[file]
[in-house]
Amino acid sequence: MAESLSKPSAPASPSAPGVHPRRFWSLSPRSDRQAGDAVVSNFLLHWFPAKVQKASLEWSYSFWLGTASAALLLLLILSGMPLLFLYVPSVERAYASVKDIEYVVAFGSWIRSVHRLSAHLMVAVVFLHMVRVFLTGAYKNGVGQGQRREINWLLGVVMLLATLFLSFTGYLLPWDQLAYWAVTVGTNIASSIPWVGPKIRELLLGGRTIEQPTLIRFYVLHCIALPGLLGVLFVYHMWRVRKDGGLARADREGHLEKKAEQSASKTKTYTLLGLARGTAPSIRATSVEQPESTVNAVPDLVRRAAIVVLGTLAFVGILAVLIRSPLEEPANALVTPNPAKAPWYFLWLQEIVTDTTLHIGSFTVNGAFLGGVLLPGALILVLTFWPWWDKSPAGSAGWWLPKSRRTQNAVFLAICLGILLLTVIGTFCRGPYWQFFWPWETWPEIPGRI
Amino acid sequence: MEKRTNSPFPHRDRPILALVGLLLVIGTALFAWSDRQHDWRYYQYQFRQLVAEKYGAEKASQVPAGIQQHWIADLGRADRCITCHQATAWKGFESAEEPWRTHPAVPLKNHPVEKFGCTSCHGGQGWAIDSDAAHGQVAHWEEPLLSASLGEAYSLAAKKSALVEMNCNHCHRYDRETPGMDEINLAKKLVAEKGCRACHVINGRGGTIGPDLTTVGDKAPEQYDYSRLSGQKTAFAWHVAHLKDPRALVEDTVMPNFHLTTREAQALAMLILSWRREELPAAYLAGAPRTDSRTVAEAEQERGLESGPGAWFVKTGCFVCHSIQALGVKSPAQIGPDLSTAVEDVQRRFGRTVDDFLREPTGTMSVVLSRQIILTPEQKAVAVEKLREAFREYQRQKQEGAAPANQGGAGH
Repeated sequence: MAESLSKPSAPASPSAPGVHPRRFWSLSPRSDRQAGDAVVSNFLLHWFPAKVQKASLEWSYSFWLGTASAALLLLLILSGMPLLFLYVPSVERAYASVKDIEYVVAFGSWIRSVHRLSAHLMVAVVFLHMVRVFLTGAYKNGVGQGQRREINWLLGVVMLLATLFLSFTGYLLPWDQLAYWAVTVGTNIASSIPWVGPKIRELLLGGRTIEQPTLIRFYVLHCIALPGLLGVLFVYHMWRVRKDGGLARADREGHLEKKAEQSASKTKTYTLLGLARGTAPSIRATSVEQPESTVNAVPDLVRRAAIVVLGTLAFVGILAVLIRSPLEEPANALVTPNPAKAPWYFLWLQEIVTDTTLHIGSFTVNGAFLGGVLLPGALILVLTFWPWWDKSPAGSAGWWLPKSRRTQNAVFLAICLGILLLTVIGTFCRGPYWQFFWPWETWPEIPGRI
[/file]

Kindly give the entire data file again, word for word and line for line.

[in-house]
Amino acid sequence: MAESLSKPSAPASPSAPGVHPRRFWSLSPRSDRQAGDAVVSNFLLHWFPAKVQKASLEWSYSFWLGTASAALLLLLILSGMPLLFLYVPSVERAYASVKDIEYVVAFGSWIRSVHRLSAHLMVAVVFLHMVRVFLTGAYKNGVGQGQRREINWLLGVVMLLATLFLSFTGYLLPWDQLAYWAVTVGTNIASSIPWVGPKIRELLLGGRTIEQPTLIRFYVLHCIALPGLLGVLFVYHMWRVRKDGGLARADREGHLEKKAEQSASKTKTYTLLGLARGTAPSIRATSVEQPESTVNAVPDLVRRAAIVVLGTLAFVGILAVLIRSPLEEPANALVTPNPAKAPWYFLWLQEIVTDTTLHIGSFTVNGAFLGGVLLPGALILVLTFWPWWDKSPAGSAGWWLPKSRRTQNAVFLAICLGILLLTVIGTFCRGPYWQFFWPWETWPEIPGRI
Amino acid sequence: MEKRTNSPFPHRDRPILALVGLLLVIGTALFAWSDRQHDWRYYQYQFRQLVAEKYGAEKASQVPAGIQQHWIADLGRADRCITCHQATAWKGFESAEEPWRTHPAVPLKNHPVEKFGCTSCHGGQGWAIDSDAAHGQVAHWEEPLLSASLGEAYSLAAKKSALVEMNCNHCHRYDRETPGMDEINLAKKLVAEKGCRACHVINGRGGTIGPDLTTVGDKAPEQYDYSRLSGQKTAFAWHVAHLKDPRALVEDTVMPNFHLTTREAQALAMLILSWRREELPAAYLAGAPRTDSRTVAEAEQERGLESGPGAWFVKTGCFVCHSIQALGVKSPAQIGPDLSTAVEDVQRRFGRTVDDFLREPTGTMSVVLSRQIILTPEQKAVAVEKLREAFREYQRQKQEGAAPANQGGAGH
Repeated sequence: MAESLSKPSAPASPSAPGVHPRRFWSLSPRSDRQAGDAVVSNFLLHWFPAKVQKASLEWSYSFWLGTASAALLLLLILSGMPLLFLYVPSVERAYASVKDIEYVVAFGSWIRSVHRLSAHLMVAVVFLHMVRVFLTGAYKNGVGQGQRREINWLLGVVMLLATLFLSFTGYLLPWDQLAYWAVTVGTNIASSIPWVGPKIRELLLGGRTIEQPTLIRFYVLHCIALPGLLGVLFVYHMWRVRKDGGLARADREGHLEKKAEQSASKTKTYTLLGLARGTAPSIRATSVEQPESTVNAVPDLVRRAAIVVLGTLAFVGILAVLIRSPLEEPANALVTPNPAKAPWYFLWLQEIVTDTTLHIGSFTVNGAFLGGVLLPGALILVLTFWPWWDKSPAGSAGWWLPKSRRTQNAVFLAICLGILLLTVIGTFCRGPYWQFFWPWETWPEIPGRI